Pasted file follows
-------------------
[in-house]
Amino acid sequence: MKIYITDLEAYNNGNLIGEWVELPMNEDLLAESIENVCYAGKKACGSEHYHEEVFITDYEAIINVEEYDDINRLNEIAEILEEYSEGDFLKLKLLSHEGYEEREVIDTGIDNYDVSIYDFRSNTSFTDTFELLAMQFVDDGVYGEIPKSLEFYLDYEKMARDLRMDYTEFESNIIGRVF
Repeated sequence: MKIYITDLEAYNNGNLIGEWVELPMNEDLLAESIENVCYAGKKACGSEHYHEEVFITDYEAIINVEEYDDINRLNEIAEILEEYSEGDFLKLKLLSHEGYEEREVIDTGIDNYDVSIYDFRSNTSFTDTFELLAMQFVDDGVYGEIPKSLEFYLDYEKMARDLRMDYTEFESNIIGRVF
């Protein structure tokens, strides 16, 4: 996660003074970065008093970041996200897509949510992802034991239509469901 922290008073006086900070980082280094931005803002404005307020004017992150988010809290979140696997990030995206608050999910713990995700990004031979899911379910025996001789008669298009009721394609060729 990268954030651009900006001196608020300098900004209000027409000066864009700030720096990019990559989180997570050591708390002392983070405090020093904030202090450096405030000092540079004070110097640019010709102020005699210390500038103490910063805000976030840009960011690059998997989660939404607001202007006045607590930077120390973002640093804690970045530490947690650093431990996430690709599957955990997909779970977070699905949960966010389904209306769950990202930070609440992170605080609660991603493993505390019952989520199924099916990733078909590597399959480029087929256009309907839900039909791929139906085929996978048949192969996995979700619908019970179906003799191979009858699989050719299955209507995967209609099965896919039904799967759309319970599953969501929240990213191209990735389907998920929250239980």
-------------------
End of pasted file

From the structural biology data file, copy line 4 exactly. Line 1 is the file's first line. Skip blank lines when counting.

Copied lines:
């Protein structure tokens, strides 16, 4: 996660003074970065008093970041996200897509949510992802034991239509469901 922290008073006086900070980082280094931005803002404005307020004017992150988010809290979140696997990030995206608050999910713990995700990004031979899911379910025996001789008669298009009721394609060729 990268954030651009900006001196608020300098900004209000027409000066864009700030720096990019990559989180997570050591708390002392983070405090020093904030202090450096405030000092540079004070110097640019010709102020005699210390500038103490910063805000976030840009960011690059998997989660939404607001202007006045607590930077120390973002640093804690970045530490947690650093431990996430690709599957955990997909779970977070699905949960966010389904209306769950990202930070609440992170605080609660991603493993505390019952989520199924099916990733078909590597399959480029087929256009309907839900039909791929139906085929996978048949192969996995979700619908019970179906003799191979009858699989050719299955209507995967209609099965896919039904799967759309319970599953969501929240990213191209990735389907998920929250239980």